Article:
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June 12, 2022- #4839 Music & the Spoken Word

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Conductors: Mack Wilberg and Ryan Murphy
Organist: Andrew Unsworth
Announcer: Lloyd Newell

“Give,” Said the Little Stream1
Music: William B. Bradbury
Lyrics: Fanny J. Crosby
Arrangement: Ryan Murphy

Hear Him
Music: Ryan Murphy
Lyrics: Wendy Randall

Lisa Lan
Music: Welsh melody
Arrangement: Andrew Unsworth

O Splendor of God’s Glory Bright
Music: German hymn tune
Lyrics: St. Ambrose, trans. Louis F. Benson
Arrangement: Mack Wilberg

Where Is Love?, from Oliver2
Music and Lyrics: Lionel Bart
Arrangement: Michael Davis

Love One Another1
Music and Lyrics: Luacine Clark Fox
Arrangement: Mack Wilberg

And Then Shall Your Light Break Forth, from Elijah
Music: Felix Mendelssohn
Lyrics: Scripture

  1. From the album Teach Me To Walk In the Light.
  2. From the album Showtime.

The Spoken Word

The Greatest Commandments

Long ago, a lawyer asked Jesus which of the commandments is the greatest. He certainly had many to choose from, among hundreds of decrees from scripture and the law. With clarity and wisdom, Jesus responded: “Thou shalt love the Lord thy God with all thy heart, and with all thy soul, and with all thy mind. This is the first and great commandment. And the second is like unto it, Thou shalt love thy neighbour as thyself” (Matthew 22:37–39).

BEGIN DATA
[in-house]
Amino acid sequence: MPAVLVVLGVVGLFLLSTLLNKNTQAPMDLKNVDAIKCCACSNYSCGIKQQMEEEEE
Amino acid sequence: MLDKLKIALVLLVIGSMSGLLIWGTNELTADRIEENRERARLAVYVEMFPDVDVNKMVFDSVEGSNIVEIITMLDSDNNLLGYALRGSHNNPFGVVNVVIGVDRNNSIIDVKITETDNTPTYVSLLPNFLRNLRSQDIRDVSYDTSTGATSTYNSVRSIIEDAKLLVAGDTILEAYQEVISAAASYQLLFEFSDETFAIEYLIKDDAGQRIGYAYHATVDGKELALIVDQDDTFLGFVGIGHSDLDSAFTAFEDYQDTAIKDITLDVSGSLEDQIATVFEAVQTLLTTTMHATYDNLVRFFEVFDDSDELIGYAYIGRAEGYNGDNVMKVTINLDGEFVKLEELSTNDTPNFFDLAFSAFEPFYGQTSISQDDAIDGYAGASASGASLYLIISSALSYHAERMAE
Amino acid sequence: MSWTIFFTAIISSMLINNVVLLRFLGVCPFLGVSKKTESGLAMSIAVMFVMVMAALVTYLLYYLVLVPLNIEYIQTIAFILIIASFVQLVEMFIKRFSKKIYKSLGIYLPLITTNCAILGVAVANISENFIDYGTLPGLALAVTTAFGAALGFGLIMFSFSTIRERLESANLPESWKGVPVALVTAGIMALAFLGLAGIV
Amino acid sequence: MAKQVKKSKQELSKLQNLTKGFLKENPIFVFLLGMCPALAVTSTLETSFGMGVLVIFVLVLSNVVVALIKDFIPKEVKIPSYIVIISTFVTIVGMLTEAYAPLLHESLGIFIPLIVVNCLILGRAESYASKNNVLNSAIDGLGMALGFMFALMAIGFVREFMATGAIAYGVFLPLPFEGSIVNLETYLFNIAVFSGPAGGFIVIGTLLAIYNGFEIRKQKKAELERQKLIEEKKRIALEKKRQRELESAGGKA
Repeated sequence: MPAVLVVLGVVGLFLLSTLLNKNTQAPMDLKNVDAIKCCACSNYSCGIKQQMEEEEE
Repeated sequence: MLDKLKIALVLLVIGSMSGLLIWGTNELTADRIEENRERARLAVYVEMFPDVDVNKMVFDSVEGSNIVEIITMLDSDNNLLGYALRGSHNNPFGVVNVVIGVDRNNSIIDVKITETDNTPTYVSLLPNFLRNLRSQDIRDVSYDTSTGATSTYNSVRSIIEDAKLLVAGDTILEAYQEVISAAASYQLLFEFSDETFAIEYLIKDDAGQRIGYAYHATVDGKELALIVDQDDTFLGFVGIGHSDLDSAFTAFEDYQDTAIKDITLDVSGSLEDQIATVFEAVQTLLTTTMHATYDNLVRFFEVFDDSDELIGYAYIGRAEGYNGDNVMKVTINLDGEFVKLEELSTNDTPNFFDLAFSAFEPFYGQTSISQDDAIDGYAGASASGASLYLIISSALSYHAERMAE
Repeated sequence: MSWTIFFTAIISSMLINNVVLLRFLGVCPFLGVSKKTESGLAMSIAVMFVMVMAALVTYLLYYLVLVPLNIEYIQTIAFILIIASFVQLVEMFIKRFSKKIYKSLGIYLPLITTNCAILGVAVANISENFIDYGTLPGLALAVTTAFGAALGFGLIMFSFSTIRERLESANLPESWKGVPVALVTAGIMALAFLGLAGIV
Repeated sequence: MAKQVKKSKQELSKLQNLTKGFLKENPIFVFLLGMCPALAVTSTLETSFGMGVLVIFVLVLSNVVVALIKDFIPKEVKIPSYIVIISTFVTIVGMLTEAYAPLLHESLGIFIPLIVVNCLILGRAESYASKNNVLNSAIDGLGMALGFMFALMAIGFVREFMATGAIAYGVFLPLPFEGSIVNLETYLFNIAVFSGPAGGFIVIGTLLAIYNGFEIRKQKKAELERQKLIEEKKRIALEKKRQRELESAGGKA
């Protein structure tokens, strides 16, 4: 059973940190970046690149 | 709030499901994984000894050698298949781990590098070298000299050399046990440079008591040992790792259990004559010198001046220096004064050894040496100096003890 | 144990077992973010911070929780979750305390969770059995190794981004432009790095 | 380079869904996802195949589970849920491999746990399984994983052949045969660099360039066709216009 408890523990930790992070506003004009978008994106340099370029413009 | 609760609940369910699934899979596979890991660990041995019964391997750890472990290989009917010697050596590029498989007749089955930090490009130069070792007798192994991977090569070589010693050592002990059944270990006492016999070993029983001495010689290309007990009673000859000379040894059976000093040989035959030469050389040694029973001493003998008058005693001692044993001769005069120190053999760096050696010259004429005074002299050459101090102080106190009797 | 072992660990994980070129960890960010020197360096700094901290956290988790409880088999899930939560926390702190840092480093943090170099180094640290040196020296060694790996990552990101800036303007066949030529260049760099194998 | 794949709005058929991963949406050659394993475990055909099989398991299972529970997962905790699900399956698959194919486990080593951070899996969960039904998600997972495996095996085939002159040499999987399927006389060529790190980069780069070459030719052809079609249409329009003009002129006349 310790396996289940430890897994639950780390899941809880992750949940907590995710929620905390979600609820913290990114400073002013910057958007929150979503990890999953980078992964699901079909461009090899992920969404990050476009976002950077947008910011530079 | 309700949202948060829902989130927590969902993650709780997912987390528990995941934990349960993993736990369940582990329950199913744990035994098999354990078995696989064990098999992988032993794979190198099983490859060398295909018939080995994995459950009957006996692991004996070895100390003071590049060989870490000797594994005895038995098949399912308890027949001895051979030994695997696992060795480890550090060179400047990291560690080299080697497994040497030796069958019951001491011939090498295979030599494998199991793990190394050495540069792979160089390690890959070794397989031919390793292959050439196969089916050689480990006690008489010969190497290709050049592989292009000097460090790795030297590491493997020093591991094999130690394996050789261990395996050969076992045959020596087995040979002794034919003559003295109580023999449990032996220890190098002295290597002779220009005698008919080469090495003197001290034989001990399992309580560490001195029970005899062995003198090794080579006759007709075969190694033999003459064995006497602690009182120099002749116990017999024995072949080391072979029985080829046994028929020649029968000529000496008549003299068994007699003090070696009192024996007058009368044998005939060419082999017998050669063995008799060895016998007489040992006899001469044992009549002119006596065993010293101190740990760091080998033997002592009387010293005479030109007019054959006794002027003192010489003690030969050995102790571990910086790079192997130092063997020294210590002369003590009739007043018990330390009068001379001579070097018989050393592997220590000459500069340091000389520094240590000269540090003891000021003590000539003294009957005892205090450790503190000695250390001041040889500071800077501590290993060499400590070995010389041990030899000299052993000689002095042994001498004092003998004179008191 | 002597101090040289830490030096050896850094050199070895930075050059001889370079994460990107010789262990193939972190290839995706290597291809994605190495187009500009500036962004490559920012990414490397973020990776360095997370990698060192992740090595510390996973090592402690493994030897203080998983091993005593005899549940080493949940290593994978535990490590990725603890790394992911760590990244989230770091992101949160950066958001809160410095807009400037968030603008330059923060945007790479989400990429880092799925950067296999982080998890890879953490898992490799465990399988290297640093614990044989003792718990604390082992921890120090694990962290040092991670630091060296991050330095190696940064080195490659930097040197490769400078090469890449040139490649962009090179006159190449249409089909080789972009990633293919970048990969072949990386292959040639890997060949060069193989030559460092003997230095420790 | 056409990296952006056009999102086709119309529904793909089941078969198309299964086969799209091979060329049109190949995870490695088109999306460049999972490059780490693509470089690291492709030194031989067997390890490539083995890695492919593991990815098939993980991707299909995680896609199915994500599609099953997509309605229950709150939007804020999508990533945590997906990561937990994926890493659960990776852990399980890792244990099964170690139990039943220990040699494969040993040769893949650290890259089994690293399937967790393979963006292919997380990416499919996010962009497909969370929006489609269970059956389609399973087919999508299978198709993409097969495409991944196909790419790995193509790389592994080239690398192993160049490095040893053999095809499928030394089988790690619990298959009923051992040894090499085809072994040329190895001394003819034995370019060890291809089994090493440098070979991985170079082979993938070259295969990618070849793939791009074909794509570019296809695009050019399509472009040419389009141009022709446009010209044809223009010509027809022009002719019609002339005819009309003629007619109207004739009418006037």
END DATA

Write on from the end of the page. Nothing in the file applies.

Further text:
Perhaps the lawyer thought Jesus would prioritize the commandments for him. But the Lord did something even more valuable: He summarized them. Instead of implying that some commandments are less important, He taught that they are all—in essence—expressions of love.

Imagine how the world would be different if our actions were consistently motivated by love for God and love for our neighbor, whether that neighbor is across the street or across the world. Communication technologies continue to make our world smaller and our “neighborhoods” bigger. Connecting with others has never been easier, and yet too many people feel disconnected.

In a popular musical from years ago, the orphan Oliver has known only hunger and loneliness, surrounded by uncaring adults. One night, after being sent to sleep in a cellar, Oliver asks a question that so many still ask today: “Where is love?”1

We can each be part of the answer to that question. We can’t solve every problem or dry every tear. But we can start, as Jesus taught, with love for God. When we feel love for Him and from Him, He helps us know how to extend that love to His children, our neighbors in this world. Despite our deepest differences, we all share the same basic needs: not only for safety, shelter, and sustenance but also for belonging, purpose, and love.

Where is love? It is found whenever we open our heart to someone else, whenever we put the needs of others before our own, whenever we set aside prejudice and listen. These are things we all can do.

Where is love? It’s in each of us as we love God and love our neighbor.

  1. See Lionel Bart, Oliver! (1968).